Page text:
canadian ~ twenty-first century literature since 1999

Black Teeth 
by Ryszard Dubanski
Signature Editions, 2005

Reviewed by Michael Murphy

It seems the most recent trend in the world of books is the non-fiction memoir (which is the new, sleeker term for “autobiography”), the author’s true-to-life story of how he or she overcame certain obstacles (or failed to do so) and the real, true, heartbreaking results of those actions. These books read like fiction, but they’re not, and this is supposed to keep readers interested, and sometimes it works. But whenever I read non-fiction, I can’t help but wonder why I should care about the author’s completely believable, normal, ho-hum coming-of-age problems, or sometimes the lack thereof. It’s not that there’s anything wrong with writing non-fiction, as long as the story is truly worth telling. In the end, why should I care if little David Sedaris learns to talk pretty, or if Francis McCourt makes it to America? Why does it matter?

When I picked up Rsyzard Dubanski’s Black Teeth, I asked myself a similar list of questions. Because there’s no getting around it: Black Teeth falls seamlessly into the increasingly popular, increasingly innocuous, non-fiction category. It’s essentially a collection of integrated short stories (or “souvenirs”) about growing up as a “DP kid” in Winnipeg’s infamous North End. While its prosody is rather straightforward, the stories offer a unique perspective on Canadian life in the 50s and 60s, as seen through the eyes of an immigrant kid trying to fit in with his all-Canadian counterparts, even if it means trading homemade borscht and pyrogies for Klik and baloney.

Like most collections of non-fiction, Black Teeth tumbles along at an even, realistic pace, with each episodic chapter or story focussing on one particular time and/or theme in the author’s life. Although this method tends toward the dull and the expected (especially near the end when the whole collection begins to fizzle, without any sense of accomplishment or climax) the stories are, for the most part, rich with humour and a sweet, sad nostalgia for a Cold War past, a glimmering vision of “The Peg” that gradually fades to grey as the book comes to its close.

Of the sixteen colleted works (including the post-script), “Black Teeth,” “Fat Girl” and “Cover all the Mirrors” are among the strongest in the collection. “Black Teeth” essentially sets the tone of the work, telling of how a pre-adolescent Dubanski first learned that he was different from the rest of his classmates: his black, rotted teeth (“like lozenges of coal with corrugated edges”) immediately set him apart, symbolizing his otherness in a classroom full of “normal” children. This theme is developed throughout the collection, and is partially used to explain the intimate connection that a teenage Dubanski develops with the “fat girl” in his class, his first experience with love and late-night kissing. In “Cover all the Mirrors,” a more grown-up Dubanski explores the effects of mental illness, creatively interspersed with excerpts from a pamphlet called “At Home with Alzheimer’s Disease”. In this, the penultimate chapter of Black Teeth, Dubanski charts the gradual disintegration of his father’s mind and behaviour, from being merely “cheap, miserly, silent, fussy” (156) to, over a period of approximately two years, losing total control of all bodily functions, becoming completely unaware of his own identity, and eventually dying “untrammelled by consciousness” (165). Here, Dubanski explores the effects of mental illness on both the victim and the people who care for him, and does so with remarkable charisma, sympathy and style.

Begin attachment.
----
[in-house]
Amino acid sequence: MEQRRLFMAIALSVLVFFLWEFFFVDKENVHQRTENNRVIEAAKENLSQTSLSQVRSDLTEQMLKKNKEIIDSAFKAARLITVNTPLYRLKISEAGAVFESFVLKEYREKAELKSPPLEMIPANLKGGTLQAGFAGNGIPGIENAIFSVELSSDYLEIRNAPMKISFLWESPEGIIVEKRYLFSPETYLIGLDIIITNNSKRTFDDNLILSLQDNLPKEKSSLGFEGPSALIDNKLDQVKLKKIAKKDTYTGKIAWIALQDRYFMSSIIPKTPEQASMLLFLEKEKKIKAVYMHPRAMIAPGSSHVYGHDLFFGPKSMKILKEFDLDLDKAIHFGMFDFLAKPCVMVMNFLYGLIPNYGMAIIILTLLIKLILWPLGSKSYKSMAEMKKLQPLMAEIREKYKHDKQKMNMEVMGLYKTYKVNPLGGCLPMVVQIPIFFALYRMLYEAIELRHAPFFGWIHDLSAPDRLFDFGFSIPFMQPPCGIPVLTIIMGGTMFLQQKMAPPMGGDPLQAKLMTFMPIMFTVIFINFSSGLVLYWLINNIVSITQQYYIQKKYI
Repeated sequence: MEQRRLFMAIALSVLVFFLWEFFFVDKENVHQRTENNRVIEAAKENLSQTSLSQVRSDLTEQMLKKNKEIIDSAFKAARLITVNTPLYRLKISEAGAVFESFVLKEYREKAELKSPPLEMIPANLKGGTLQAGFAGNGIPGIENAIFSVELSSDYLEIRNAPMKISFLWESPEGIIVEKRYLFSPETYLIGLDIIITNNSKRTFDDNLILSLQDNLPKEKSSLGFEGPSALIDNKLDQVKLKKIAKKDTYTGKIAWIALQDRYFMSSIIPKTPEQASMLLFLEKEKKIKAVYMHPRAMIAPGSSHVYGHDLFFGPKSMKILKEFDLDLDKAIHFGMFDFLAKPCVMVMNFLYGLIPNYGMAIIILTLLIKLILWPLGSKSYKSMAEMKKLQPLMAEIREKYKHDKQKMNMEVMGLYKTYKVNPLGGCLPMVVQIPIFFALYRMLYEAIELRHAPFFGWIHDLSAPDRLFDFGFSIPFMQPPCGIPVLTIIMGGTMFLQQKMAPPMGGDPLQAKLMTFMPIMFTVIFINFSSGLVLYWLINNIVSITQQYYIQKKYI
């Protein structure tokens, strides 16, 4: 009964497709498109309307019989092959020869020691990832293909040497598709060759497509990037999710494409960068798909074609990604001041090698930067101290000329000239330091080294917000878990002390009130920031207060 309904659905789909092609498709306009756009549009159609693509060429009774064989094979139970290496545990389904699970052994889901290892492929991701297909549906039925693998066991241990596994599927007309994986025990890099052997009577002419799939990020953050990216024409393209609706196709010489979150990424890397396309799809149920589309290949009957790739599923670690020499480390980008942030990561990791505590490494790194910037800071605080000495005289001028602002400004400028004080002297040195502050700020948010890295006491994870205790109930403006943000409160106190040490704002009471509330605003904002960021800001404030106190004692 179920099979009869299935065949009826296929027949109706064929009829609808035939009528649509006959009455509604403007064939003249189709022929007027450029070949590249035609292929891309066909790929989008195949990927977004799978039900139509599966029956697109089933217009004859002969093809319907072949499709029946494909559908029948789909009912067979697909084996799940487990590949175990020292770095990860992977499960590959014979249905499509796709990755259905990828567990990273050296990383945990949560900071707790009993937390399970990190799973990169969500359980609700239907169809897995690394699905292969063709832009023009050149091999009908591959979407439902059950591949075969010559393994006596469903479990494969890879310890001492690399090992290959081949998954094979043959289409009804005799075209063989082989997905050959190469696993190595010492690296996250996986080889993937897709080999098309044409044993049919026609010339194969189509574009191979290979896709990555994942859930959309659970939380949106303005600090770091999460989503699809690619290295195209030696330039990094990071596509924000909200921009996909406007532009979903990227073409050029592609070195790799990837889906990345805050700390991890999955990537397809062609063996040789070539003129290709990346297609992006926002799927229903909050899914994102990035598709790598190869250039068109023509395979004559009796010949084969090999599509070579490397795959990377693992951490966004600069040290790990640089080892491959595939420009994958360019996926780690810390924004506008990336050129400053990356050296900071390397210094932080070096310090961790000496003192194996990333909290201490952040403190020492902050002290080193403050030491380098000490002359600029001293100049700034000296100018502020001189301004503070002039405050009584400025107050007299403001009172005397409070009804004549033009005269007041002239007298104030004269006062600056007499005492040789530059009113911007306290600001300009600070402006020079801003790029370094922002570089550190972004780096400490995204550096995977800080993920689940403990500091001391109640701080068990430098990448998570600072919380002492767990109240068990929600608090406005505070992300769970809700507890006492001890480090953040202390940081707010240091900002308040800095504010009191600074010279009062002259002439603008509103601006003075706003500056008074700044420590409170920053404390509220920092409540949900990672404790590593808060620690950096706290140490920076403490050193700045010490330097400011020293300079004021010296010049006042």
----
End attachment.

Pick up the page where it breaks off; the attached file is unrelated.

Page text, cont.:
Of course, not all of these stories develop or instil a sense of appreciation for otherness in a supposedly multicultural society. “Fat Girl” does it to an extent, but most glaringly, “Fool of Cool” seems to promote just the opposite sentiment. Essentially, this story is about a black kid from Los Angeles named Louis. He moves to Winnipeg for a couple of months and is befriended by Dubanski, again because the author thinks they share a kind of collective otherness in Canadian society. He writes that being “a DP kid myself, a displaced person, a refugee, I did know what it was like to be an outsider; at least we had that silent connection”. But it seems as though the connection ends there, for Dubanski completely exoticises Louis’ character, writing that he was “so black that the whites of his eyes seemed unnaturally luminous, like light bulbs”. He also writes that Louis moved “like a big elegant Egyptian cat.” On top of it all, one of the first things he and Louis do together, at Louis’ behest, is to “li-be-rate some clothes, man”. At its best, “Fool of Cool” is an unconsciously ignorant, rather embarrassing portrayal of the only black character in the entire book. At its worst, it’s simply racist. Either way, it was a pain to read, and places a heavy, not so easy to discard weight upon the rest of the text.

From his first day of school to his first day teaching college students, Dubanski examines his own life as a perennial outsider, with sometimes comic, sometimes tragic, but most often normal or “real” results. Yes, this is non-fiction, it is based on a true story, at times it can be a bit substandard, but in the end, the vision is unique, the stories original and well-told. And when it really comes down to it, it doesn’t matter if a book is fiction or non-fiction, true or untrue - as long as it says something worth saying, it’s always worth reading. Black Teeth is, at the very least, worth reading.

Michael Murphy is co-editor and publisher of {epithet}. He resides in Windsor, Ontario, where he just bought a new computer. They gave him a great deal, but he finds his hands are too big for the keyboard, which makes writing reviews a very uncomfortable assignment, so maybe it wasn’t such a good deal after all.






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